In 2013, the Alzheimer’s Association estimated that 5.2 million Americans were diagnosed with the disease. This number is expected to grow to 7.1 million by 2025 and 13.8 million by 2050.
It’s not news that the growing demands to meet regulatory and compliance mandates have providers torn between resident care and time spent meeting documentation needs. A logical approach to technology that crosses disciplines and meets regulatory needs is key to addressing the increased demands for effective dementia care. Here’s where electronic health records (EHRs) can come into play.

EHR Solutions Support Dementia Care

EHRs can support dementia care in three important ways:
■ Facilitate and guide the delivery of standardized care protocols to leverage current best practices in dementia care and allow organizations to evaluate and improve the efficacy of their current dementia programs;

■ Ensure resident data are captured in a consistent manner so that they can be analyzed for trends in population and individual resident health to facilitate proactive interventions that can improve the quality of life for residents with dementia; and

■ Allow for individualized, person-centered care plans and documentation to give the interdisciplinary team a holistic view of the resident to support more effective care coordination, ultimately resulting in better outcomes for the resident.

Leverage Current Best Practices

Dementia research is driving new approaches to care and changes in best practices. Given the rapid pace of change, it is challenging for clinicians and caregivers to keep current with the latest information. Clinical Decision Support (CDS) embedded in the EHR gives providers access to evidence-based care plans reflecting current best practices that can then be individualized to the needs of the resident.

Care plans based on standardized protocols also allow organizations to evaluate the effectiveness of their approaches to dementia care and the programs they have implemented. Absent consistent care planning and delivery, it is difficult to determine and demonstrate to the market that the organization’s approach results in better outcomes for residents with dementia.

Data Capture, Outcomes Analysis

While notes regarding observations and events are helpful, information regarding a resident’s condition must be captured in a consistent, quantitative manner so that it can be analyzed for trends to drive proactive interventions and changes in the care plan to improve outcomes.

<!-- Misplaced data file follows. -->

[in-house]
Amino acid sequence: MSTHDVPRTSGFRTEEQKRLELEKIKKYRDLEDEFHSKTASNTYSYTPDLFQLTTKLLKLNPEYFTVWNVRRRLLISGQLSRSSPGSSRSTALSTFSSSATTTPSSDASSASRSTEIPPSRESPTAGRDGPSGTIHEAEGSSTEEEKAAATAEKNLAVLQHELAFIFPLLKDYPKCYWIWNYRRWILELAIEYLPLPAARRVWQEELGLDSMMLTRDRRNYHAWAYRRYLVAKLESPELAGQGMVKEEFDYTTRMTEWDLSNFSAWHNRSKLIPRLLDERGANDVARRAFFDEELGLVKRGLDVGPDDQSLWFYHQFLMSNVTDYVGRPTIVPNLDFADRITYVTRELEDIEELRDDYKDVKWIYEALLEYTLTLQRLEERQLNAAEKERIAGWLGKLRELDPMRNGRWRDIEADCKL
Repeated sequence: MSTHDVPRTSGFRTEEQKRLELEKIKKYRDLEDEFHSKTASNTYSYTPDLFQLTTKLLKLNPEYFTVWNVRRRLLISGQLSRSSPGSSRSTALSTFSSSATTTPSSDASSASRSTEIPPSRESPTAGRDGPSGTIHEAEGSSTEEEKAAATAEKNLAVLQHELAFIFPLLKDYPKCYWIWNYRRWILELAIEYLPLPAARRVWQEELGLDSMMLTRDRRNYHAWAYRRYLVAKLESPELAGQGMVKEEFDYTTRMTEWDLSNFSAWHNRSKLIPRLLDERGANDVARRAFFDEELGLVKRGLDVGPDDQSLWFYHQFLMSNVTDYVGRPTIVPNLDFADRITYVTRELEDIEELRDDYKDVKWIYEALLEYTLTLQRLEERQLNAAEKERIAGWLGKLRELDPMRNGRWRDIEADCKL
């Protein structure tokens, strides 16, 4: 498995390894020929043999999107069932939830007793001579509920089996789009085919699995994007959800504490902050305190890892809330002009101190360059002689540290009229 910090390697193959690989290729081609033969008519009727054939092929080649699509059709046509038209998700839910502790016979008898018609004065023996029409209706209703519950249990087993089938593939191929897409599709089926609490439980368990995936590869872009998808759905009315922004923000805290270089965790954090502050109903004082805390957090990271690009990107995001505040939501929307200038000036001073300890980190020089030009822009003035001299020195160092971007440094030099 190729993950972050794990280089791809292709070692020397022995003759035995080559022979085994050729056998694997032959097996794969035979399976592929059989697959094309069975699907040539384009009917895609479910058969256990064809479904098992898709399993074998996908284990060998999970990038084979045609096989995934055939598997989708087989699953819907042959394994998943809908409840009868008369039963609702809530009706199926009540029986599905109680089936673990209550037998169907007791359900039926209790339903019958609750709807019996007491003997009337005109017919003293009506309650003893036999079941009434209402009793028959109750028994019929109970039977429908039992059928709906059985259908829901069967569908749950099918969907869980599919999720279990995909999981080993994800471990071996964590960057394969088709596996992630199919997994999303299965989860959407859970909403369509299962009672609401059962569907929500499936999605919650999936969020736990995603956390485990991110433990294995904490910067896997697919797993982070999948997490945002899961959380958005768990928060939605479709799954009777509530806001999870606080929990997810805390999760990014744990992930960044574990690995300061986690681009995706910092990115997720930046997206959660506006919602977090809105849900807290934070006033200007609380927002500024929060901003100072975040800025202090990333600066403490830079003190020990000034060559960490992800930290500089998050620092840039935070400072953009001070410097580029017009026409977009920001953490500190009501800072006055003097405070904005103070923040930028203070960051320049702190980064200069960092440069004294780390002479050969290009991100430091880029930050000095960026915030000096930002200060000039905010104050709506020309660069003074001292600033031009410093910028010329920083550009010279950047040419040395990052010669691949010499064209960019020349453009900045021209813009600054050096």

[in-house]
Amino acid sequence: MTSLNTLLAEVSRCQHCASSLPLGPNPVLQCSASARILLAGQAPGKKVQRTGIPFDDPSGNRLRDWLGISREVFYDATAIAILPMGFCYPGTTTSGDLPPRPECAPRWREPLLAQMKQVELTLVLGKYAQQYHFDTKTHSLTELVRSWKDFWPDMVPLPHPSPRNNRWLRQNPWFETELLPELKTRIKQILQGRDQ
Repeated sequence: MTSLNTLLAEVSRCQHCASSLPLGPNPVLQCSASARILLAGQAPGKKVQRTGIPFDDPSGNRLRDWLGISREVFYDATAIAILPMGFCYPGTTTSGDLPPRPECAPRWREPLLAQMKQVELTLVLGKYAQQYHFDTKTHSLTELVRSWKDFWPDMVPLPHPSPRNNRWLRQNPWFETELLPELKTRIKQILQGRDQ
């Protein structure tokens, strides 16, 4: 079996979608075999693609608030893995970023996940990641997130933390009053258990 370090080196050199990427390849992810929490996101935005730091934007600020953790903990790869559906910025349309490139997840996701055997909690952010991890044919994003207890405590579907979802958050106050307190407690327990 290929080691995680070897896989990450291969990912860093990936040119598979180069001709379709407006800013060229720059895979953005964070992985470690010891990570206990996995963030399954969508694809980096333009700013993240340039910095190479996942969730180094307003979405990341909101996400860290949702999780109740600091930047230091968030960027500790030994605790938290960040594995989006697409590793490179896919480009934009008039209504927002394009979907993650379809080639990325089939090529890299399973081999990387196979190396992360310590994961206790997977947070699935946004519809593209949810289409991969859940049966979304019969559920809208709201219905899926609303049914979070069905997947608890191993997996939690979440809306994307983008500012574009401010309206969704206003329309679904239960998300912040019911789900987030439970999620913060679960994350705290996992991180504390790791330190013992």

The EHR solution should include a Point-of-Care module that allows users to add options that trigger targeted data capture from caregivers at the bedside through touch-screen, device-friendly technology. This solution adds value to real-time behavior monitoring, which lends itself to future analysis.

The EHR solution should also provide a tool to allow for the analysis of data in real time. The value of analyzing Minimum Data Set (MDS) data is diminished, as those data are typically 90 days old. While it can be helpful to look back in time, the goal should be to improve the quality of life for residents today.

The analytics tool should also be able to aggregate data from third-party systems so that factors such as staffing can be analyzed in conjunction with resident data to determine the impact of other factors on resident outcomes.

Person-Centered Care Plans

The EHR should be both customizable and evidence-based. As stated earlier, this allows the interdisciplinary team to document and easily access the holistic view of the resident, which is imperative to providing person-centered care and improving outcomes.

The EHR should allow providers to build a comprehensive plan of care that individualizes attention, interventions, and outcomes for residents. Clinicians and caregivers should be able to:

■ Build individualized and interdisciplinary care plans, with customizable goals and approaches, at a corporate or facility level for controlled access to standardized documentation;

■ Build custom tasks and interventions in Point of Care to ensure person-centered care and treatment;

■ Promote documentation of exceptions to care to further define and customize care, allowing review of changes in status and condition; and

■ Provide quality Point of Care reporting:
–Adding the ability to find educational opportunities for staff;
–Providing quick evaluation of resident care; and
–Evaluating quality measures related to MDS tracking of dementia and dementia-related

An EHR that can address the unique requirements of dementia care and incorporates access to current, evidence-based protocols for dementia care can enable providers to meet the increasing demands of caring for more residents with dementia. More importantly, it can help providers improve the quality of life and deliver better outcomes for residents with dementia.

Megan Lenthe, RN, BSN, is the senior clinical product manager at MatrixCare. She can be reached at or (952) 995-9904.